“The Chew,” which airs weekdays on ABC, also uses a magazine format and multiple hosts (including Batali). I’ve only seen it a few times, but I’ve enjoyed it. I need to start DVRing it every now and then.

All of which raises the question – why can’t Food Network/Cooking Channel come up with anything half this creative? Why can’t they shake up the format? Why are they locked into standard single-host shows, with over-theatrical hosts, usually chosen by means of “The Next Food Network Star,” trying to differentiate themselves with catch-phrases or gimmicks?

That kind of food programming leaves me with a sour taste in my mouth.

Knock, knock

I posted something similar to these thoughts in January of 2010, but I got to thinking about the topic again just now, and I think it bears repeating.

Cooking Channel (which was in the works in 2010, but not yet realized) should bring back “Doorknock Dinners.”

As you probably know, Cooking Channel is a corporate sibling of Food Network; to many of us, Cooking Channel represents the things we used to love about Food Network before it adopted its current 24/7 schedule of gimmicky competition shows. Cooking Channel has its own original shows, but it also shows reruns of the best older Food Network shows. I often watch “Molto Mario” while getting ready for work in the morning.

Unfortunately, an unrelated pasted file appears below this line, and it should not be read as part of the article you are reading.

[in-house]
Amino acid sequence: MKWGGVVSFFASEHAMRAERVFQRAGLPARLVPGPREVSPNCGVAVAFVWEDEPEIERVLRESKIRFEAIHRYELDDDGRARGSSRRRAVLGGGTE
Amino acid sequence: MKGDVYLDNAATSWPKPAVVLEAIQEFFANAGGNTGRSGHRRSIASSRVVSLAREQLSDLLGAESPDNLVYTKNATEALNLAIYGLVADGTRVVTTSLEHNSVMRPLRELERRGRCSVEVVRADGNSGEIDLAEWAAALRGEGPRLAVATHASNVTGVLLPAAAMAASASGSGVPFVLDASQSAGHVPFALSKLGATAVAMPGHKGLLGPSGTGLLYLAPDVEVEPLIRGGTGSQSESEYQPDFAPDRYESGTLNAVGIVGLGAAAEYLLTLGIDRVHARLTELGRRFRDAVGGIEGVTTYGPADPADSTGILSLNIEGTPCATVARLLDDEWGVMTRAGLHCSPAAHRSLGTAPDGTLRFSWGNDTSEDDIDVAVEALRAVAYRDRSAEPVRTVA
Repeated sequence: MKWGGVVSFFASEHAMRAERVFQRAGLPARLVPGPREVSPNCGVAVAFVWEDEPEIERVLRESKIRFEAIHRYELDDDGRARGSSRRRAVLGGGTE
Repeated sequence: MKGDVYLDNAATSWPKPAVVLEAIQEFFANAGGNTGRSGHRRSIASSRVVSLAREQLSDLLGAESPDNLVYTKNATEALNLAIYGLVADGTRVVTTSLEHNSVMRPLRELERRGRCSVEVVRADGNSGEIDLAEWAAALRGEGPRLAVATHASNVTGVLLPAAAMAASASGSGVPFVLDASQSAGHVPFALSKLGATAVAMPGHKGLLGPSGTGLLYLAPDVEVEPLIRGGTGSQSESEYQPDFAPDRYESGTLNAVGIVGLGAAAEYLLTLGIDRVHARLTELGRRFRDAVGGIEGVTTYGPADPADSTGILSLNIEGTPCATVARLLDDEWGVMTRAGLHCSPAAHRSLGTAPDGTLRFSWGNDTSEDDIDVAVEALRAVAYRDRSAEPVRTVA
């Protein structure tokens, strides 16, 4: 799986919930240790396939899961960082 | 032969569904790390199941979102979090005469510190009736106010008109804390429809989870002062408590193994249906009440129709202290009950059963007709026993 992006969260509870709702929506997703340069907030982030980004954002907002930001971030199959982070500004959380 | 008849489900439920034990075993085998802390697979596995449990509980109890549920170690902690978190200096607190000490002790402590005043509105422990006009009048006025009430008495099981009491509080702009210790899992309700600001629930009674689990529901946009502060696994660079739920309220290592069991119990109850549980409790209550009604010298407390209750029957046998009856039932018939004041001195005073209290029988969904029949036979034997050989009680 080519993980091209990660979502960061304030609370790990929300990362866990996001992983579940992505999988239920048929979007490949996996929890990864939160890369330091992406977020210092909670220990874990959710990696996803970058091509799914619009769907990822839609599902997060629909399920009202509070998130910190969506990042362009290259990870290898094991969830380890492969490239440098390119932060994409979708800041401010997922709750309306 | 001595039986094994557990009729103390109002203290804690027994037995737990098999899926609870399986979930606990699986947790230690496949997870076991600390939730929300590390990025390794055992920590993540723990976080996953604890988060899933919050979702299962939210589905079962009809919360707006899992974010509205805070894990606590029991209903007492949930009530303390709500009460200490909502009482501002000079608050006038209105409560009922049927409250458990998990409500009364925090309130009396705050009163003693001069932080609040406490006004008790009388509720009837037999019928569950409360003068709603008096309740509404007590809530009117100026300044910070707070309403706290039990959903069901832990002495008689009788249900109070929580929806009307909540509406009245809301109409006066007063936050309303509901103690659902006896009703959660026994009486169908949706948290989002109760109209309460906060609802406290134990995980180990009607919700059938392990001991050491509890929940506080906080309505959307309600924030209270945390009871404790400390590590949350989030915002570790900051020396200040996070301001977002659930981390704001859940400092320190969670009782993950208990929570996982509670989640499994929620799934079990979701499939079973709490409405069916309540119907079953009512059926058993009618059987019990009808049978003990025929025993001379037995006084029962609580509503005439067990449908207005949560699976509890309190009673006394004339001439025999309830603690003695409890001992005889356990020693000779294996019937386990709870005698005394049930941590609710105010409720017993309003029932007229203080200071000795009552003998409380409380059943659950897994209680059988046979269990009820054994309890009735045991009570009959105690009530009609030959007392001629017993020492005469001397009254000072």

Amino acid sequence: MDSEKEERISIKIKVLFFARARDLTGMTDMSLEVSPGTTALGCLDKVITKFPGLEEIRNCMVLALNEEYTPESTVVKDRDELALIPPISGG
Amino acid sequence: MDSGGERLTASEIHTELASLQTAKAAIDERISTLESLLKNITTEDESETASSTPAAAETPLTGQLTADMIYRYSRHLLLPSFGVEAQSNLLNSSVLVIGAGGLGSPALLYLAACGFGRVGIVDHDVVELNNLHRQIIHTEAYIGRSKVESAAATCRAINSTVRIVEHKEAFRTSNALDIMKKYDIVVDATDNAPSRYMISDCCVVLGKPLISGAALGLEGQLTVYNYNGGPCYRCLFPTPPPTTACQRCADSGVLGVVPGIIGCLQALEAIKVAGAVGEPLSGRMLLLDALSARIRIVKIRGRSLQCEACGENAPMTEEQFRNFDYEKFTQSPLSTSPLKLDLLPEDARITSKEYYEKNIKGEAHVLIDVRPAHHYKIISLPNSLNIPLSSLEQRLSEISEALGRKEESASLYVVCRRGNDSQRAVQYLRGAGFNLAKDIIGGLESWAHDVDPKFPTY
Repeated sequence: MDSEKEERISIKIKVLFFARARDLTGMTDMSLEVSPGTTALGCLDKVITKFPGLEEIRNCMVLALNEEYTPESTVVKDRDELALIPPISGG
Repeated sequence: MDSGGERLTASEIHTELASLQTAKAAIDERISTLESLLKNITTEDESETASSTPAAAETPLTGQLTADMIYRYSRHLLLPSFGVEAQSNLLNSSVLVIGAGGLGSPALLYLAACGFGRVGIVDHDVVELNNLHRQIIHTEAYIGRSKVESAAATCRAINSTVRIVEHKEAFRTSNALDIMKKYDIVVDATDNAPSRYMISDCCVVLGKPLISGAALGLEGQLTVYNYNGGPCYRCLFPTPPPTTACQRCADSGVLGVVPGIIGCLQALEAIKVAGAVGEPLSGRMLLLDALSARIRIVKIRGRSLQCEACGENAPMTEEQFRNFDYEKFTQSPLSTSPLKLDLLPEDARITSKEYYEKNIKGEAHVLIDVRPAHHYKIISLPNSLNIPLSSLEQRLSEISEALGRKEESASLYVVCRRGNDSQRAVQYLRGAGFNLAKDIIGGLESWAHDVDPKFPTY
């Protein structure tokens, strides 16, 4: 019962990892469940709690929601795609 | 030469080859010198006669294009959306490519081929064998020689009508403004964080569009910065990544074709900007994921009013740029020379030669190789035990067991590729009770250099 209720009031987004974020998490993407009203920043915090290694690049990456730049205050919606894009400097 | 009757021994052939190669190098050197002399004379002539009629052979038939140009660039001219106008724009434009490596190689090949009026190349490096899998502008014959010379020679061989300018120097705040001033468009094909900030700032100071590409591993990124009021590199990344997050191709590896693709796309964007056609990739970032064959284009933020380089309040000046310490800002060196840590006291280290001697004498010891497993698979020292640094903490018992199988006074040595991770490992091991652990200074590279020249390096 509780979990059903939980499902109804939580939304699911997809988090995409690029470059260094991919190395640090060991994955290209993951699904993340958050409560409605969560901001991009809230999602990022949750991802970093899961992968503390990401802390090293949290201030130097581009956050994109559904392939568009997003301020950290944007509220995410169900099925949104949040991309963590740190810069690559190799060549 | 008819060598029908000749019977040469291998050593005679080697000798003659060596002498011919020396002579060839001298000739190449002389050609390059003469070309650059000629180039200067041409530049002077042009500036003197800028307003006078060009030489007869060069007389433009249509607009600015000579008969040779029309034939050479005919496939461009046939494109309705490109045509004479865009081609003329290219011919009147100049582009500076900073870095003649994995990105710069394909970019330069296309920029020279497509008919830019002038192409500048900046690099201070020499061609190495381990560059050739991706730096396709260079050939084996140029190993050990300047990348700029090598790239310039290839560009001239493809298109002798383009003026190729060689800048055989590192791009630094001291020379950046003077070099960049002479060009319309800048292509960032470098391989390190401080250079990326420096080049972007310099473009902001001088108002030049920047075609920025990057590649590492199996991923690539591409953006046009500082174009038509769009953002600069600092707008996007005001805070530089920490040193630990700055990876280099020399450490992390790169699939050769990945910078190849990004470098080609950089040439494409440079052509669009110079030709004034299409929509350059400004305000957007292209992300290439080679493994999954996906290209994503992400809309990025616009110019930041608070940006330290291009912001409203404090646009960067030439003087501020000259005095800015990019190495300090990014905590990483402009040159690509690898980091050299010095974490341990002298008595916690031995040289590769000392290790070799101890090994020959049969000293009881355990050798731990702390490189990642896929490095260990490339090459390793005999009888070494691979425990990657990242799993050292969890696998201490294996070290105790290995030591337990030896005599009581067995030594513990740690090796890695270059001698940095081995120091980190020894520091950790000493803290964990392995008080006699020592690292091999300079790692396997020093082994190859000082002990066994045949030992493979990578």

“Doorknock Dinners” was itself gimmicky, but I still enjoyed it, and I think it would fit in just fine with the other programming on Cooking Channel. I think they ought to put it back into production.

Here’s how the show worked: host and producer Gordon Elliott and a high-powered chef would come to a middle-class, suburban neighborhood, with a camera crew in tow (I guess that last part goes without saying, or it wouldn’t be much of a TV show). They would go door-to-door, unannounced, until they found a family willing to participate in the show. Then, the chef would go into the family’s kitchen and attempt to make the finest meal possible using only what could be found on site. I believe the chef was allowed to bring his or her own knives, but everything else – ingredients, spices and seasonings, cookware, utensils and appliances – had to be from the home.